By Nancy Montoya
A high degree of corruption in the U.S. Border Patrol presents a national security threat, found an independent task force.
After 9/11, the U.S. Border Patrol doubled in size from around 10,000 to more than 20,000 agents. And while money was appropriated for the expansion, very few resources were allocated to the oversight of those agents.
Border Patrol critics say that in a rush to hire more boots on the ground, properly vetting potential agents and investigating claims of abuse became a low priority. Isabel Garcia from Derechos Humanos, a human rights group, says today, the border is more like a combat zone.
“We grew into the state of hate." Garcia said. "And part of this consequence delivery system has been to massively increase the border enforcement apparatus, mainly the Border Patrol, in unprecedented level."
The head of Customs and Border Protection, Gil Kerlikowske said he has inherited a major problem when he took the job in 2014.
“…and that is the significant concern about corruption.”
Kerlikowske created a 10-member "I". It is headed by William Bratton, the former chief of the Los Angeles Police Department and now the police commissioner of New York City. He brought more than 40 years of law enforcement experience to the table.
In the report, he warns that drug cartels routinely attempt to target, recruit and corrupt law enforcement personnel. He said corrupt border agents who break the law are criminals and that prevention is key.
“The focus always needs to be on the prevention of crime,” Bratton said. “We certainly always want to improve our ability to respond to it, but we don’t want the response to overwhelm the basic mission.”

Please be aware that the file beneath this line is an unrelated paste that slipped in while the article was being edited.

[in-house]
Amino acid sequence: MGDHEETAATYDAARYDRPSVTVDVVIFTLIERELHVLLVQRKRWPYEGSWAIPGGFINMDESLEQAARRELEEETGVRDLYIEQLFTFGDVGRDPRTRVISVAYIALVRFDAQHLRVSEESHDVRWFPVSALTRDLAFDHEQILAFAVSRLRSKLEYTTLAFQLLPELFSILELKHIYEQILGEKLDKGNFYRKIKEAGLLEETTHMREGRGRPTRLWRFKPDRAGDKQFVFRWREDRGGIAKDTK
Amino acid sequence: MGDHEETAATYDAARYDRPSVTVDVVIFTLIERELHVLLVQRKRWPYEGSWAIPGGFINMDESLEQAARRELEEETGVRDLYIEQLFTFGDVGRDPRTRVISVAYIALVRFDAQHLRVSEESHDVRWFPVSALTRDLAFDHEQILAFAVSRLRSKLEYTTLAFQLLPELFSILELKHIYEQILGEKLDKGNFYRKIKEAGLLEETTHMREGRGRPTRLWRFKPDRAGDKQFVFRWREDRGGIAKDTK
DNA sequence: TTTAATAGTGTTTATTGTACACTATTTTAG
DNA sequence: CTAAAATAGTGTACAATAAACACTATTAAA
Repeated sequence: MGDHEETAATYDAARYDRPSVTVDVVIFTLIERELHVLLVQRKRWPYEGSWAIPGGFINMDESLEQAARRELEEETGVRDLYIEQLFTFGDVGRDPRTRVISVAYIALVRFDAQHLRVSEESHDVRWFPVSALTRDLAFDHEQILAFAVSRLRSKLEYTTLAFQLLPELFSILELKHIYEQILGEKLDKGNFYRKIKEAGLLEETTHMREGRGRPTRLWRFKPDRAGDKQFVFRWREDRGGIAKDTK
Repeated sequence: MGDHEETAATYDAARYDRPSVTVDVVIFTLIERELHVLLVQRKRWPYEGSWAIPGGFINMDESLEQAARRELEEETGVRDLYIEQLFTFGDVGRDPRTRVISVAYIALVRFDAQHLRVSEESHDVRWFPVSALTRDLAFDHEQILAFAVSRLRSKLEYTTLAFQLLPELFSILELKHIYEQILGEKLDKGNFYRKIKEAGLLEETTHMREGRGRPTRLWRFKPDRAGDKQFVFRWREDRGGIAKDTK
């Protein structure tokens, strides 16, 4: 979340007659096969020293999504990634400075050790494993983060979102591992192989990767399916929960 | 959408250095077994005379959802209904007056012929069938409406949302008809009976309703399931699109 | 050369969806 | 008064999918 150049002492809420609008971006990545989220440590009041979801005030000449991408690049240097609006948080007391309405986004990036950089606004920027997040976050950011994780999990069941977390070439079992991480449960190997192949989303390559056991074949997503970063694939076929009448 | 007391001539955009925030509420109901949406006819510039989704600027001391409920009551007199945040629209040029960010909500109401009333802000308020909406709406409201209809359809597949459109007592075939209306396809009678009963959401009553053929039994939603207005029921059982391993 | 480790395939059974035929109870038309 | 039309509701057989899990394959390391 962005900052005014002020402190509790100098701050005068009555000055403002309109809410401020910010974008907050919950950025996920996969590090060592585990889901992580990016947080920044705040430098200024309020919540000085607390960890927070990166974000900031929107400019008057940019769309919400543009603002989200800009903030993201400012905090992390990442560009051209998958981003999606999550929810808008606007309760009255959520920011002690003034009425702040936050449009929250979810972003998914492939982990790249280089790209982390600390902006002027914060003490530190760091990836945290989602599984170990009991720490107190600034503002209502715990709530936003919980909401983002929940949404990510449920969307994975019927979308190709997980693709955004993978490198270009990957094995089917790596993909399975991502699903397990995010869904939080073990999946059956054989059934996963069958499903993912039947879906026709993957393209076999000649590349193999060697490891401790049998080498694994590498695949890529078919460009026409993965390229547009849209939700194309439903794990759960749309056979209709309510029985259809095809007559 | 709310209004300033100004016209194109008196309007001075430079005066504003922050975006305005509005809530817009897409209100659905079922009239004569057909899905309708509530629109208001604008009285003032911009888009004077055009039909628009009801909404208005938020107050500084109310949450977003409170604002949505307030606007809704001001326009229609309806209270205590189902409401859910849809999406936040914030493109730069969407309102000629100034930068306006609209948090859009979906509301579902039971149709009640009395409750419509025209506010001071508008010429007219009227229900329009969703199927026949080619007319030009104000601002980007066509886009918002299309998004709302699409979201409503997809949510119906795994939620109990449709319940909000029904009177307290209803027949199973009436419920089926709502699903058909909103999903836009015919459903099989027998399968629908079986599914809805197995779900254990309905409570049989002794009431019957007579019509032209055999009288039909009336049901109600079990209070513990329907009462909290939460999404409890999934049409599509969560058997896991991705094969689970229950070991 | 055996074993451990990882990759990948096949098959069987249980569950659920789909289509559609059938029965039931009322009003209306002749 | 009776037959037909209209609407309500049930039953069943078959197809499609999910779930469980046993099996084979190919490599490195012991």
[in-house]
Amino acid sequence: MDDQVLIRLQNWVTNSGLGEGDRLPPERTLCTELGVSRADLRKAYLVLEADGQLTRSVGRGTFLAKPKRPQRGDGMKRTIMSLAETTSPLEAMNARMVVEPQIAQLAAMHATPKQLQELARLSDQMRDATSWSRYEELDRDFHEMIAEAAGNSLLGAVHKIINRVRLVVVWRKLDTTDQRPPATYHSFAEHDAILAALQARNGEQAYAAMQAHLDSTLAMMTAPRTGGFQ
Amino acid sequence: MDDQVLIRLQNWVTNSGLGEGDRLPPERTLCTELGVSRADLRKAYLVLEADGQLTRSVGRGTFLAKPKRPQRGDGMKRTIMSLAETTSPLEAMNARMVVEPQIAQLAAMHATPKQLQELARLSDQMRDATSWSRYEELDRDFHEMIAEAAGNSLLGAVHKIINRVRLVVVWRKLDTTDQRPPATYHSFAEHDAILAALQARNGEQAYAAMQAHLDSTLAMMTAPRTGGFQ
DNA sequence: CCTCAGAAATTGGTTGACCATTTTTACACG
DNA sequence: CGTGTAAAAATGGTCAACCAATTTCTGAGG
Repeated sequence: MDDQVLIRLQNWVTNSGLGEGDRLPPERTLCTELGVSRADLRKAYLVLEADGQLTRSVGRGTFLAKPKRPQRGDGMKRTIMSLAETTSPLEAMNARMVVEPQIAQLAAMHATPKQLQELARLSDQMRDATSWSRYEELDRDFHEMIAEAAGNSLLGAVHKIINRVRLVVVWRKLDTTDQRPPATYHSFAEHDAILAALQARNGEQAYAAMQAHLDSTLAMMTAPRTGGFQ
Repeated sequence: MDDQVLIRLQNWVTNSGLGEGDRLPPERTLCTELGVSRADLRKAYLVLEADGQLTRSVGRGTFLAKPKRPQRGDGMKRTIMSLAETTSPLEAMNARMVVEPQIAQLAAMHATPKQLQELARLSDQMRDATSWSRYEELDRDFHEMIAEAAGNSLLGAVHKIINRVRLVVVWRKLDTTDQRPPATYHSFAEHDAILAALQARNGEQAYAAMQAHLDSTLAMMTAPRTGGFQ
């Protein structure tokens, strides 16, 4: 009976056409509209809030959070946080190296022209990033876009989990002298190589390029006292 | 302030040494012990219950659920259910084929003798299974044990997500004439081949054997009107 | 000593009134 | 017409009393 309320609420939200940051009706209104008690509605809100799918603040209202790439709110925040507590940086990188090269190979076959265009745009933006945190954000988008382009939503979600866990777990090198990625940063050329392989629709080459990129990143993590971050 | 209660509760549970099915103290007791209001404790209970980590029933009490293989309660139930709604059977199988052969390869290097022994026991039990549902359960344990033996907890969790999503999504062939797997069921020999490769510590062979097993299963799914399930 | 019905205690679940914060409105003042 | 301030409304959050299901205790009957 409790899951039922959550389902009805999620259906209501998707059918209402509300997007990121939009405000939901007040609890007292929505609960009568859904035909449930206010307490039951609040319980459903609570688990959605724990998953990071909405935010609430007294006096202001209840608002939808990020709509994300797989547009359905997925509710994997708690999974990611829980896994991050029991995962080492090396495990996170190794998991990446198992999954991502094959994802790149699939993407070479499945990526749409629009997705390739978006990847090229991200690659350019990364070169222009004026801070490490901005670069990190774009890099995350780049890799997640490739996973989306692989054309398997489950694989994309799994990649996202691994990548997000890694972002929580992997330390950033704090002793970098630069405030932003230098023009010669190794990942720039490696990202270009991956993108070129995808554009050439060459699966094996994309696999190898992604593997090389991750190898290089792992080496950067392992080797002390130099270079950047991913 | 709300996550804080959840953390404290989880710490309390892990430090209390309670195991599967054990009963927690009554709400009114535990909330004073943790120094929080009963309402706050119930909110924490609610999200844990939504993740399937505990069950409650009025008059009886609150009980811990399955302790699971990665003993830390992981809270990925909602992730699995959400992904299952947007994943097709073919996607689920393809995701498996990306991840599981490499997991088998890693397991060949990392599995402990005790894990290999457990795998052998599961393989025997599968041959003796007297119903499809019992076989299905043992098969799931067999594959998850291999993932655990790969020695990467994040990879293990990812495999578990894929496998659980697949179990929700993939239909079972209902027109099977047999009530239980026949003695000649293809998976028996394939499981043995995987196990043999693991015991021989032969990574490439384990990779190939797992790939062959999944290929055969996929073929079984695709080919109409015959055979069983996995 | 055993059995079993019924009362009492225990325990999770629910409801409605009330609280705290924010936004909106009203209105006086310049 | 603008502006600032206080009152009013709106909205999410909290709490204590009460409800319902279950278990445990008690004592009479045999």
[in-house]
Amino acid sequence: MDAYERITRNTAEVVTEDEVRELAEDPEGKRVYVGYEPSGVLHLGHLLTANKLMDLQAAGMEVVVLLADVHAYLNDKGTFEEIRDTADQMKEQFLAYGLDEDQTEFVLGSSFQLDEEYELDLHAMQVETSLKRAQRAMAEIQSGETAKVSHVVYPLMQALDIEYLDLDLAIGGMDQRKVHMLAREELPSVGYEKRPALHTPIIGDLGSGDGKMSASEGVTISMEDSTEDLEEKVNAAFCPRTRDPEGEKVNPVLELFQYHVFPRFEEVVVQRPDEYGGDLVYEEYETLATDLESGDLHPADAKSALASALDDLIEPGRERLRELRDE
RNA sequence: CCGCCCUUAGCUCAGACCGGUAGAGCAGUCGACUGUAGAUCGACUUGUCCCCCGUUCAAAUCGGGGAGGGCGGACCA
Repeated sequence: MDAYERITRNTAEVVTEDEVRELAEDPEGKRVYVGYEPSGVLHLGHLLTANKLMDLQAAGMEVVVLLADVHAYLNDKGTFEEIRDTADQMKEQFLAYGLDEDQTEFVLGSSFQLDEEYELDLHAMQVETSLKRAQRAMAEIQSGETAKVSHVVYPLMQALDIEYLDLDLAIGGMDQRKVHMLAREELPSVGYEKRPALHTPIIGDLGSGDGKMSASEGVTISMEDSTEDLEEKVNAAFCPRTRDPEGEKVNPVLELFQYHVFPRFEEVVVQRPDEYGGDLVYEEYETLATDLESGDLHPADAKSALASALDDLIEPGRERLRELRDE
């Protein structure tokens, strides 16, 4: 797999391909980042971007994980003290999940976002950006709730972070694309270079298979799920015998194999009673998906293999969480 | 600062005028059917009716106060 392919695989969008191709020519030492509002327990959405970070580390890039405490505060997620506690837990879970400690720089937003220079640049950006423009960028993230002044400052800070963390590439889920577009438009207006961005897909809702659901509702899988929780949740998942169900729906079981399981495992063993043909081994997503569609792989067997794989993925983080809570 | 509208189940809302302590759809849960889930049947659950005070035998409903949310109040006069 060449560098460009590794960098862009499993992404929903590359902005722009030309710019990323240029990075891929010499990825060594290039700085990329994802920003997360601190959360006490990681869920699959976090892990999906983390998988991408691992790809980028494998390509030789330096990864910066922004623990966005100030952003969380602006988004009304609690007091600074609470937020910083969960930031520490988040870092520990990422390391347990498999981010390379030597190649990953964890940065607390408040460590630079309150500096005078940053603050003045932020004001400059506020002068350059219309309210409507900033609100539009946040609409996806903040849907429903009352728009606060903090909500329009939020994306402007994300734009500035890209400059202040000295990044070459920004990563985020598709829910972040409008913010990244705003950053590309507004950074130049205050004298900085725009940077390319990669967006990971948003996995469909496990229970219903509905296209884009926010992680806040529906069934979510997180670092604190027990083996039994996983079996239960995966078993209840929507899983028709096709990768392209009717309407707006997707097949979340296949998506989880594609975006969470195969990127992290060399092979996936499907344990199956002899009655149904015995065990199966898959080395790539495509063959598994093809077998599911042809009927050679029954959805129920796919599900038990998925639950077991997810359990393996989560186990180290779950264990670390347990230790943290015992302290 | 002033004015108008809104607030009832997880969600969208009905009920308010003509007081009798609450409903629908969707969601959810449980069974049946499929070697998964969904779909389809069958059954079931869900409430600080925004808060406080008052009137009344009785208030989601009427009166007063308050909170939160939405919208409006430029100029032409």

That basic mission, said Bratton, is to protect the U.S. border to the south, north and at all ports of entry.
“Plus, making sure that we have the integrity and the trust and the credibility of the people we serve as addressing as aggressively as possible the issue of corruption,” Kerlikowske said.
To that end, the panel recommended 39 major changes. They range from prosecuting agents who have accepted bribes to more respectful and humane treatment of immigrants.
“For example, CBP has increased investigative staffing of CBP’s Office of Professional Responsibility (formerly the Office of Internal Affairs) and has obtained criminal investigative authority to address corruption, misuse of force, and other serious misconduct,” said Dan Hetlage, the deputy director of CBP’s media division.
While many see this as a major step towards addressing the claims of corruption and abuse by Border Patrol agents, others see it as a smoke screen to silence the critics.
And few are more critical of Border Patrol agents than Tucson attorney Bill Risner. He represented Jesus Castro, a Mexican citizen in this country illegally, who was shot in the back by a Border Agent. Castro was partially paralyzed.
The agent, Abel Canales, was cleared of wrong doing by Border Patrol, but later arrested in another case for accepting more than $10,000 in bribes from a drug cartel.
“He was a liar. He was a morally improper person who had accepted money from the cartels to let drugs through the checkpoint on I-19 and the government had caught him doing that,” Risner said. “In fact, they were aware, probably two years before this shooting, that he had been paid to let drugs through the checkpoint.”
Risner later sued the Border Patrol in civil court and won $500,000 judgment for his client. He said it’s a good thing that the new Integrity Advisory Panel is made up of non-border patrol law enforcement individuals.
He and many other critics of the Border Patrol’s track record say the most they can do now is reserve judgment until the recommendations on paper actually become policy.